It’s true, there are a bazillion different eating plans and everyone thinks they know what is the “best” one and more importantly think people who don’t do it will fail. Lots of them have no problem telling you that. I do the…da da daaaa…high cal day. (People like to call it “cheat” days but I’m not cheating on anything. Why on Earth would you purposely put a negative spin on your plan? Mind game? Maybe. Doesn’t matter in the end.) High cal days keep us on track the other 6 days of the week which are all common sense stuff. (Lean meats, lots of fruit and veggies, whole wheat, etc) We need to eat in a way we know we can maintain for life. Many people say they can’t do them and that’s fine. But 166 lbs gone for me and 158 lbs gone for my hubby says they work for us.

  4. says

    I managed to finally cut meat out of my diet. Yup, that’s right – I went vegetarian. While I have vegan friends, I don’t see myself being able to cut out the dairy, though I do limit my intake (too many stomachaches with too much dairy). I agree, though, that the many options of types of diets can cause a lot of confusion. Ultimately you have to listen to your body – do what’s best for you.

  5. says

    Mary, I have changed things up a lot thru the years depending on just my bod, hormones, age & such but I have stuck to portion control & knowing basically the calories I out in my bod too. I pay attention to the protein/fat/carb ratios & also which for sugar grams, sodium & I like to see fiber where it should be! :-)

    Saying all that, I think people do have to find what works for them & that can be a lifestyle for them/ I am not one to be able to do Paleo or super low carb but that is me….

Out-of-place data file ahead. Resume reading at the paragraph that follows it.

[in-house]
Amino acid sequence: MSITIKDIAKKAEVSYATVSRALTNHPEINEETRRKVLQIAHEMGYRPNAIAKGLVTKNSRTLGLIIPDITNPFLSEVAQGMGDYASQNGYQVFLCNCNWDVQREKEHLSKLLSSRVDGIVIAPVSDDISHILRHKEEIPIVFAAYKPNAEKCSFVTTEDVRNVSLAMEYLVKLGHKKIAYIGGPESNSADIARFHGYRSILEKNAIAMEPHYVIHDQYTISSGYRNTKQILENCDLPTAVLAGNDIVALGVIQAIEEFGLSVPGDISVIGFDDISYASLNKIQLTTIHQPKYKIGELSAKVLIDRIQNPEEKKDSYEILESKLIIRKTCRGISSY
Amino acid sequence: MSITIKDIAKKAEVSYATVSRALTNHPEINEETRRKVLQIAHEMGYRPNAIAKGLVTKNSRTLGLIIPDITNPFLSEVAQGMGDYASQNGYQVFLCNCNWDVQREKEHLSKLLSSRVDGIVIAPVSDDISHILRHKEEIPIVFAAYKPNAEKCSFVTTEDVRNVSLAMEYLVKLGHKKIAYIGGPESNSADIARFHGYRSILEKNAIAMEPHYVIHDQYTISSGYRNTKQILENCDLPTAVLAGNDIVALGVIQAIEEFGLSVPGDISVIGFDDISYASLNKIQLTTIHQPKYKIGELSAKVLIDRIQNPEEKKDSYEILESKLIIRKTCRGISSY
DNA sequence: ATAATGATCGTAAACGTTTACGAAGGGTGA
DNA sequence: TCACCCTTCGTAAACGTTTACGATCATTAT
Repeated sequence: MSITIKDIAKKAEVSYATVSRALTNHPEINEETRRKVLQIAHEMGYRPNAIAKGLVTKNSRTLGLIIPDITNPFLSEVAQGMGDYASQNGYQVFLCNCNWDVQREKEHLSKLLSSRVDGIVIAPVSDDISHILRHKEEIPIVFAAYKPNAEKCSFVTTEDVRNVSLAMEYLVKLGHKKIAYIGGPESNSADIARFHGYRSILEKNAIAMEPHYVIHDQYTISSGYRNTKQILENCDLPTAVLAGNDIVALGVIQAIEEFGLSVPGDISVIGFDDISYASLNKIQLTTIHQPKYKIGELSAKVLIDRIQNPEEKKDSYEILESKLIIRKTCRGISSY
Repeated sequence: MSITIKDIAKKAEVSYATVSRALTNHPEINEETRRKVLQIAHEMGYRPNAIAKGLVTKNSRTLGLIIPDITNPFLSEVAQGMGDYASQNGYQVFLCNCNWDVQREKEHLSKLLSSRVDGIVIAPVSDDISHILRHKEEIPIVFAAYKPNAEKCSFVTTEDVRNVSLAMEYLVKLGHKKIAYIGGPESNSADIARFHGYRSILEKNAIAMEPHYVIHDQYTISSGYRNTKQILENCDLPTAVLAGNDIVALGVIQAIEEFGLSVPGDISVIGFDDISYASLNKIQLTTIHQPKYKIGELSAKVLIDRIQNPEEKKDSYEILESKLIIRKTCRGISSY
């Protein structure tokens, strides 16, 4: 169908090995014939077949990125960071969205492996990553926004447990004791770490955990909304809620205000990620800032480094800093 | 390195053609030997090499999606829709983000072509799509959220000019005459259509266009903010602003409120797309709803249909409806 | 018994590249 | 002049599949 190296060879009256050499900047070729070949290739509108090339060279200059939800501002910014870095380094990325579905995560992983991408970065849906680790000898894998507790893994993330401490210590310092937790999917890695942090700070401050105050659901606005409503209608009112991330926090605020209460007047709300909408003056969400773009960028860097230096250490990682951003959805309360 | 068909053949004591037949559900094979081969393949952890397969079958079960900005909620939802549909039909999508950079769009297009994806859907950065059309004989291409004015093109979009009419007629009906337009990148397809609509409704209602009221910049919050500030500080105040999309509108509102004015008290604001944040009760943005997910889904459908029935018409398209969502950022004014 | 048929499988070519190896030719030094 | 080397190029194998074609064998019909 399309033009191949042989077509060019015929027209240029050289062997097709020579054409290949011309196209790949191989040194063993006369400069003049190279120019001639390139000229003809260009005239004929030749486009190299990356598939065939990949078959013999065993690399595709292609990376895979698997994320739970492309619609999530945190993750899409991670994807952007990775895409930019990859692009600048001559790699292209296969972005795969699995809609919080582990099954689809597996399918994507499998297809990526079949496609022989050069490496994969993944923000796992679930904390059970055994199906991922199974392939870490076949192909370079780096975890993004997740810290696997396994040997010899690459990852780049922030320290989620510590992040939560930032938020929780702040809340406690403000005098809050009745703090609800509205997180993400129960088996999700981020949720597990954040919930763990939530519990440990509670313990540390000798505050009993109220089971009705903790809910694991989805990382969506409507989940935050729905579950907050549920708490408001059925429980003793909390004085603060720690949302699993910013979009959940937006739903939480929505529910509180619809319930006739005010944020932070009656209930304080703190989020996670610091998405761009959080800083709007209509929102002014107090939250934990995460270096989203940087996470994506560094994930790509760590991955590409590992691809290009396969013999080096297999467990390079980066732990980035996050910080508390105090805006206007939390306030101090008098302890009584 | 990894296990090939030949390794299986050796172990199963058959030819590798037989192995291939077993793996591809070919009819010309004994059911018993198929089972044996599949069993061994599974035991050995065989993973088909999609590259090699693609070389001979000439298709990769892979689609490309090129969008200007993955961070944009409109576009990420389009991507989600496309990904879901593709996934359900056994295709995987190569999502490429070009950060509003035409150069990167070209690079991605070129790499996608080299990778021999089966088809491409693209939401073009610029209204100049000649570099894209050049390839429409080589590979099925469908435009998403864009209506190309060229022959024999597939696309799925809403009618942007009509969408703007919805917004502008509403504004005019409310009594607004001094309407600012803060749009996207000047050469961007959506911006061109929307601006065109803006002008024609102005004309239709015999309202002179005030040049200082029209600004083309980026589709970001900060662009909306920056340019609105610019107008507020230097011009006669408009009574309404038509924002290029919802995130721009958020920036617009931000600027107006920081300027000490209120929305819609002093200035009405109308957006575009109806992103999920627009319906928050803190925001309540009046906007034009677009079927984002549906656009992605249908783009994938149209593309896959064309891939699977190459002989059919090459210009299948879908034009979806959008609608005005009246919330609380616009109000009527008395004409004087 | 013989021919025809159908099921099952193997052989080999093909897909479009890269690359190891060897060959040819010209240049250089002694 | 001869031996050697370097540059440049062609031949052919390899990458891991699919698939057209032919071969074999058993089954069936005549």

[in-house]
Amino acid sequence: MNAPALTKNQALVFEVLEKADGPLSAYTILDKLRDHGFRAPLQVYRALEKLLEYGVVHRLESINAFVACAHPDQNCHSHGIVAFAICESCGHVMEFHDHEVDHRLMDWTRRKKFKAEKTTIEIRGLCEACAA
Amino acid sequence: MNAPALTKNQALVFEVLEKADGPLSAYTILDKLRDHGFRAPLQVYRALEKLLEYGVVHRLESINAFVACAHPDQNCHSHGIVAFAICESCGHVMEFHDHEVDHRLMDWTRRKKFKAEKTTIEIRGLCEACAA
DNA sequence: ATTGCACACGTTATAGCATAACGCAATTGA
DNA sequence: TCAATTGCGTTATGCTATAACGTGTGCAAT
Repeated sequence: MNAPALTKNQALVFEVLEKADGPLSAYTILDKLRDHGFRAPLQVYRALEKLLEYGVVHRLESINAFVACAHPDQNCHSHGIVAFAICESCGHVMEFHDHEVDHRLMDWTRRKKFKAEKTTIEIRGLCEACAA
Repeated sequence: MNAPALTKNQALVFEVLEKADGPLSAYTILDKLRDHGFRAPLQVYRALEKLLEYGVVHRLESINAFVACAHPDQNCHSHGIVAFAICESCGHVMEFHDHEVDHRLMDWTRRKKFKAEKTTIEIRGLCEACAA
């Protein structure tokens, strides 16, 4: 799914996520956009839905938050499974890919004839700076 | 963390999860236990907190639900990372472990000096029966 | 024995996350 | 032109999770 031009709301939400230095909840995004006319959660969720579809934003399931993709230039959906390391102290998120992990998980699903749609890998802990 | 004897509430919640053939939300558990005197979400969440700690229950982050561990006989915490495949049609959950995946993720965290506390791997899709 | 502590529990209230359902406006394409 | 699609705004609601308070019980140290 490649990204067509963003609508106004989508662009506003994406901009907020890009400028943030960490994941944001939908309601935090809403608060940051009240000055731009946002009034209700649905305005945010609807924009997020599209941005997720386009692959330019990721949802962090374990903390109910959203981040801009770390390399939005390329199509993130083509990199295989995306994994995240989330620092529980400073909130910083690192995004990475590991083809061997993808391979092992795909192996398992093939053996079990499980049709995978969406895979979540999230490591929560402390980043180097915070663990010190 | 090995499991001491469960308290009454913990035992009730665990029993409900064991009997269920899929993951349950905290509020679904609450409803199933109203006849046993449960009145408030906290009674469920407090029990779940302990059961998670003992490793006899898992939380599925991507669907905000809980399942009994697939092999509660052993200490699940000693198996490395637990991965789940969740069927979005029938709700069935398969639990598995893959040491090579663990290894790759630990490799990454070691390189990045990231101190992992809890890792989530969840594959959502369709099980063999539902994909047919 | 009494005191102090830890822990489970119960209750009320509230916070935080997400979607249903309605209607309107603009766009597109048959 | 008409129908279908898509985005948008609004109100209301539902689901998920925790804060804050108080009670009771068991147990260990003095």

Mary, you will find it OR maybe you will put together a mix of things that just feels right….

    • Christine says

      Jody, you’ve made a really good point that we can’t expect our bodies to somehow remain static and always happy with whatever plan currently works. Our bodies change, our fitness routines change, our fuel will likely change too.

  6. says

    I’m still working on it too. Here is some of what I think: I do best without refined carbs and sugars. I do best if I limit grains and have them later in the day. Same with fruit. I don’t handle moderation well and some foods I just have to avoid.

  7. says

    So often, I get asked what I eat {and ate when I was losing weight} and it is hard not to get frustrated. I remember being overweight and just WISHING someone would tell me what to eat. But it wasn’t until I figured it out for myself that the pounds started to melt off. It wasn’t until I started to truly pay attention to what I need, not try to mimic others, that I started to connect the dots. There was A LOT of trail and error, a lot of false positives and a lot of kicking and screaming but in the end, we each have to figure out our own path.